We started by calculating the number of Facebook and LinkedIn users per capita, followed by overall Twitter usage (NetProspex). Then we looked at traffic generated by the major social networks, including Myspace, Friendster, Reddit, and Digg (analyzed by ad network Chitika). Finally, after factoring in the percentage of households that check out chat rooms and blogs (SimplyMap), we had the results you see in the list.
St. Louis faired decently at 24 out of 100 with a ‘B’ rating.
RESEARCH TRIANGLE, NC – Washington, DC took the top spot as most socially networked, followed by Atlanta in the number two position in aranking by Men’s Health magazine, it calls “Twittertowns.” Raleigh ranked 12th, Orlando, 7th, Tampa, 31st, and Baltimore 58th.
The magazine ranked US cities by adding up the number of Facebook and LinkedIn users per capita and overall Twitter use as monitored by NetProspex.It also measured traffic generated in each city by social networks and factored in the percentage of households checking out chat rooms and blogs.
You can meet some of the most wired people in Atlanta at TechMedia’s Digital Summit May 16-17 at the Cobb Galleria.
Here’s the top ten, according to the magazine:
Most socially networked
1 Washington, DC
2 Atlanta, GA
3 Denver, CO
4 Minneapolis, MN
5 Seattle, WA
6 San Francisco, CA
7 Orlando, FL
8 Austin, TX
9 Boston, MA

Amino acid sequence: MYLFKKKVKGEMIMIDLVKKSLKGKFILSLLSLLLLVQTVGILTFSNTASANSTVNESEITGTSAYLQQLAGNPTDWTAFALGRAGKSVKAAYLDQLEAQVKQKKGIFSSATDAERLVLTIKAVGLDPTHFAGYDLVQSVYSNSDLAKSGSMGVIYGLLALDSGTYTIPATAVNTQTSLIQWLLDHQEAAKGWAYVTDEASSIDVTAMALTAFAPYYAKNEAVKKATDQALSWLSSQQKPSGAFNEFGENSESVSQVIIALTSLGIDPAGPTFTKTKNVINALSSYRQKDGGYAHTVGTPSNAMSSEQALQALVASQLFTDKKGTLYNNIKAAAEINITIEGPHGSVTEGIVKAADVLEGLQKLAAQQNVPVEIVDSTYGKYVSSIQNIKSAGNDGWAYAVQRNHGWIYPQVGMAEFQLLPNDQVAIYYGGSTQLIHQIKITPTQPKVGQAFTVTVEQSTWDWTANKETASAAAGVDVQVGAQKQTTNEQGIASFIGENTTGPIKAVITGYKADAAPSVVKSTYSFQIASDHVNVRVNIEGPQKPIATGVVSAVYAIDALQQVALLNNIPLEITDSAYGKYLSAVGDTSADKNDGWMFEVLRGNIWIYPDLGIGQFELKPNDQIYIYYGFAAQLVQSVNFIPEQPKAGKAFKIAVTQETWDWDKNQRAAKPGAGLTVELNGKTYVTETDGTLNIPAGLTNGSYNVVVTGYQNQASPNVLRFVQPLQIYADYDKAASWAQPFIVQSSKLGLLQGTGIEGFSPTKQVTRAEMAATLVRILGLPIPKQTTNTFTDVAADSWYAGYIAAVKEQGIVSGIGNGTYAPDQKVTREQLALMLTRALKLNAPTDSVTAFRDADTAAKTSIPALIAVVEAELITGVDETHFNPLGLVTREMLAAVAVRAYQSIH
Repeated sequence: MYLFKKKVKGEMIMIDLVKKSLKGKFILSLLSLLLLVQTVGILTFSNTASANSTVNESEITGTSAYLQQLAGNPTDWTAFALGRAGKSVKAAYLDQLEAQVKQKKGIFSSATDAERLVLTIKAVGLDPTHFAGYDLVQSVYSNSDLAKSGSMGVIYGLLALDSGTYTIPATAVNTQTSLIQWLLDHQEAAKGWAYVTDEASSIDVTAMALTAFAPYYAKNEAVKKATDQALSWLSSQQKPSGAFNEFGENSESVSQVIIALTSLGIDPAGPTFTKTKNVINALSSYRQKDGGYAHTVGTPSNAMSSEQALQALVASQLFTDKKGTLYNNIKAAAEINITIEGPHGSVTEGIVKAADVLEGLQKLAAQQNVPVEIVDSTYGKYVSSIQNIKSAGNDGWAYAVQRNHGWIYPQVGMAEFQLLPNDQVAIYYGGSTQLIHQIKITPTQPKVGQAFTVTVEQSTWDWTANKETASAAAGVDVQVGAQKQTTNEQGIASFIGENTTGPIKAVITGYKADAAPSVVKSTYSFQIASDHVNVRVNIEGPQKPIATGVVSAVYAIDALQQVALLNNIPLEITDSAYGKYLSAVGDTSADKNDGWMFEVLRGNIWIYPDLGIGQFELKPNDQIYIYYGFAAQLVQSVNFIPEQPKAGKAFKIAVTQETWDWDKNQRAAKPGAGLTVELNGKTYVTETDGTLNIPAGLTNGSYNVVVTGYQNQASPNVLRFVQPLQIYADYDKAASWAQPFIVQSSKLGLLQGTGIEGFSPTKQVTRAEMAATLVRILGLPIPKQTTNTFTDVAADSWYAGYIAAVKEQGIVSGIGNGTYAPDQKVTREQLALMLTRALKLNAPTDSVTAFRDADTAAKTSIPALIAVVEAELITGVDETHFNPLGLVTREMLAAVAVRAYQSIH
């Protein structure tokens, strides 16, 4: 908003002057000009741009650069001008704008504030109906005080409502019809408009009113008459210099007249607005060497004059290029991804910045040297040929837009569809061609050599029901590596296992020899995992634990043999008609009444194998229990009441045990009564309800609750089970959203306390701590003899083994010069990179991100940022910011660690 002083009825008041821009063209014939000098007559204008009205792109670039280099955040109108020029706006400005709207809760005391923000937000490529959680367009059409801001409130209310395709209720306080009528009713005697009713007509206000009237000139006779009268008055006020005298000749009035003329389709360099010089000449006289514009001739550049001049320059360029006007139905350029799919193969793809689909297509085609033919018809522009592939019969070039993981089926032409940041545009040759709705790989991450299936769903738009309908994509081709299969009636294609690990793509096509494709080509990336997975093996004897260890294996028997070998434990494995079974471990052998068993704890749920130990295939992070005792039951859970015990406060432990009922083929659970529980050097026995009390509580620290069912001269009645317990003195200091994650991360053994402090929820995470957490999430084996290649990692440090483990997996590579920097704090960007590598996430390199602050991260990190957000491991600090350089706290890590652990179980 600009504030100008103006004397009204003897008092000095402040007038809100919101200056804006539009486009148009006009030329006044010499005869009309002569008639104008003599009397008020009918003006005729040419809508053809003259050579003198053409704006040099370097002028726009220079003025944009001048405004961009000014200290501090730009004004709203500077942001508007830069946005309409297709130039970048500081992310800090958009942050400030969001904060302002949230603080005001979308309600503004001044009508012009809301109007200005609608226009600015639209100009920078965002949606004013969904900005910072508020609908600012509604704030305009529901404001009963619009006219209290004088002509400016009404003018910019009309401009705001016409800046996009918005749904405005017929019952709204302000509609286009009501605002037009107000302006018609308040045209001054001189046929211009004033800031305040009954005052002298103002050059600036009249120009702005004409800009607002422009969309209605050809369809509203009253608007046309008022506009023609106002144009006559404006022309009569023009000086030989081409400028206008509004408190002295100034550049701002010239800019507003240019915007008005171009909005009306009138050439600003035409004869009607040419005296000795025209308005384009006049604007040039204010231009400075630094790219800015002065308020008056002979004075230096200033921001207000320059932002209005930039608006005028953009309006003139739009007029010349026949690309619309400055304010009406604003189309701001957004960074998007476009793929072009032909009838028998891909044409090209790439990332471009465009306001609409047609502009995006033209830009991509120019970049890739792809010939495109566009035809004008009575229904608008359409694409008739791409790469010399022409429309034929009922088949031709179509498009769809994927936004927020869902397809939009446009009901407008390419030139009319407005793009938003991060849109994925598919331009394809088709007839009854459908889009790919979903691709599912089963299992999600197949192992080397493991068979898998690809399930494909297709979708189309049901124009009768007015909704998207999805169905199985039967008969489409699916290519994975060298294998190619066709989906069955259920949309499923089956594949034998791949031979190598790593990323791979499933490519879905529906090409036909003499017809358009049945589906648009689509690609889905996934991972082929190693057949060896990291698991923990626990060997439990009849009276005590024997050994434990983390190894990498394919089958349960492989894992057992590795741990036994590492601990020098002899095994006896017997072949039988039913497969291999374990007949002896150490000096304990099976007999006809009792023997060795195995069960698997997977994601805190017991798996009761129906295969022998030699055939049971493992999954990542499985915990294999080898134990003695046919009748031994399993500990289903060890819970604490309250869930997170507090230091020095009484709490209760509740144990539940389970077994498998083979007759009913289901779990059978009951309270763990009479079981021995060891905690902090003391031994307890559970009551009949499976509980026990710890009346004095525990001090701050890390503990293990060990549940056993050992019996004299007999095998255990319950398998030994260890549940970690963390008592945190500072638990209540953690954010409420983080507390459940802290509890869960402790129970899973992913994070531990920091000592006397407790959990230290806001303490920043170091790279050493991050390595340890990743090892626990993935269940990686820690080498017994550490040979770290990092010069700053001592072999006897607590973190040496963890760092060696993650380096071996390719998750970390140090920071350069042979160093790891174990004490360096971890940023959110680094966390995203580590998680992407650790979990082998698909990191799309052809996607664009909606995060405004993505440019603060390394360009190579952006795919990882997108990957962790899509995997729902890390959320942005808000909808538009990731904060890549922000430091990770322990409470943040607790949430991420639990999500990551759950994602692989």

10 Salt Lake City, UT
Full article: http://www.techjournal.org/2011/03/dc-1st-atlanta-2nd-most-socially-networked-cities-raleigh-12th/
Washington, D.C., is the “most socially networked city” in the U.S., according to Men’s Health magazine. The magazine’s rankings are based on residents’ usage of different social media platforms, relying on data from Chitika, NetProspex and SimplyMap. “D.C. is where staying connected can get out the vote. [President Barack] Obama is an avid Twitter user. More D.C.-based government agencies have begun using social networks and it’s an area concentrated with nonprofits and trade organizations,” says Men’s Health editor-in-chief David Zinczenko.
Researched by Wanda Lau, Posted Date: March 7, 2011
When we first decided to crown one town America’s Most Socially Networked City, our money was on Palo Alto. As home to the headquarters of Facebook, Palo Alto might as well be called Zuckerburgh. But the title instead goes to Washington D.C., a city where staying connected can get out the vote, and virtual handshakes help shape our nation.
We started by calculating the number of Facebook and LinkedIn users per capita, followed by overall Twitter usage (NetProspex). Then we looked at traffic generated by the major social networks, including Myspace, Friendster, Reddit, and Digg (analyzed by ad network Chitika). Finally, after factoring in the percentage of households that check out chat rooms and blogs (SimplyMap), we had the results you see below. Go ahead, tell a friend.
Most socially networked
1 Washington, DC A+
2 Atlanta, GA A+
3 Denver, CO A+